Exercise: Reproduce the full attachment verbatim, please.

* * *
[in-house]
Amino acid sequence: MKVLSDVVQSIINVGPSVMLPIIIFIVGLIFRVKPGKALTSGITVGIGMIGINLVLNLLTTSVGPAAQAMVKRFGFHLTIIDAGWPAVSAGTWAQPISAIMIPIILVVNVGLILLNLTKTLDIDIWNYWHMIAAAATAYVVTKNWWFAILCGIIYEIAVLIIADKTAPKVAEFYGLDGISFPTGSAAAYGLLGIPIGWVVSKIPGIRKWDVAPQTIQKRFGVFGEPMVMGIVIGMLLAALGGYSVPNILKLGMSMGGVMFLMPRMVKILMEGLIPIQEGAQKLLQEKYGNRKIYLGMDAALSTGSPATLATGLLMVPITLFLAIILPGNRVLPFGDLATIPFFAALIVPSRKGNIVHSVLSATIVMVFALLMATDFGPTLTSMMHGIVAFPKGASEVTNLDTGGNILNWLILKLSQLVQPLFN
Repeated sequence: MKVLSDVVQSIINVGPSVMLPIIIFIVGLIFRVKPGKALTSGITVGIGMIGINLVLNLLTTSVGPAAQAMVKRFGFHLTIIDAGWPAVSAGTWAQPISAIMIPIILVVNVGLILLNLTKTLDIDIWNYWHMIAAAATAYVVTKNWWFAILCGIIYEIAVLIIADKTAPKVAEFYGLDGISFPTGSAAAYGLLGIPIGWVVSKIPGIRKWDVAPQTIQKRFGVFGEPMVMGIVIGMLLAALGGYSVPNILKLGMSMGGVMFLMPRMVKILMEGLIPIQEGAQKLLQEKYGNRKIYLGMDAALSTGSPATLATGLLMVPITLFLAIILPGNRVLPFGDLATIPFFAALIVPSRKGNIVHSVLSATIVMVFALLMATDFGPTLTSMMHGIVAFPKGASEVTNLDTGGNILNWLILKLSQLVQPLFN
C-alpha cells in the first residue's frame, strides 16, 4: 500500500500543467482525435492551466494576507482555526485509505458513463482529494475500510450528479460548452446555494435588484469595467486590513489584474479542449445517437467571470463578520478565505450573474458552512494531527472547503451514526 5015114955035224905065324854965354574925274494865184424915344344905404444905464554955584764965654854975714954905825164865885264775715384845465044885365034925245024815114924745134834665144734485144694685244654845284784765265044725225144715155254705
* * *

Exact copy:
[in-house]
Amino acid sequence: MKVLSDVVQSIINVGPSVMLPIIIFIVGLIFRVKPGKALTSGITVGIGMIGINLVLNLLTTSVGPAAQAMVKRFGFHLTIIDAGWPAVSAGTWAQPISAIMIPIILVVNVGLILLNLTKTLDIDIWNYWHMIAAAATAYVVTKNWWFAILCGIIYEIAVLIIADKTAPKVAEFYGLDGISFPTGSAAAYGLLGIPIGWVVSKIPGIRKWDVAPQTIQKRFGVFGEPMVMGIVIGMLLAALGGYSVPNILKLGMSMGGVMFLMPRMVKILMEGLIPIQEGAQKLLQEKYGNRKIYLGMDAALSTGSPATLATGLLMVPITLFLAIILPGNRVLPFGDLATIPFFAALIVPSRKGNIVHSVLSATIVMVFALLMATDFGPTLTSMMHGIVAFPKGASEVTNLDTGGNILNWLILKLSQLVQPLFN
Repeated sequence: MKVLSDVVQSIINVGPSVMLPIIIFIVGLIFRVKPGKALTSGITVGIGMIGINLVLNLLTTSVGPAAQAMVKRFGFHLTIIDAGWPAVSAGTWAQPISAIMIPIILVVNVGLILLNLTKTLDIDIWNYWHMIAAAATAYVVTKNWWFAILCGIIYEIAVLIIADKTAPKVAEFYGLDGISFPTGSAAAYGLLGIPIGWVVSKIPGIRKWDVAPQTIQKRFGVFGEPMVMGIVIGMLLAALGGYSVPNILKLGMSMGGVMFLMPRMVKILMEGLIPIQEGAQKLLQEKYGNRKIYLGMDAALSTGSPATLATGLLMVPITLFLAIILPGNRVLPFGDLATIPFFAALIVPSRKGNIVHSVLSATIVMVFALLMATDFGPTLTSMMHGIVAFPKGASEVTNLDTGGNILNWLILKLSQLVQPLFN
C-alpha cells in the first residue's frame, strides 16, 4: 500500500500543467482525435492551466494576507482555526485509505458513463482529494475500510450528479460548452446555494435588484469595467486590513489584474479542449445517437467571470463578520478565505450573474458552512494531527472547503451514526 5015114955035224905065324854965354574925274494865184424915344344905404444905464554955584764965654854975714954905825164865885264775715384845465044885365034925245024815114924745134834665144734485144694685244654845284784765265044725225144715155254705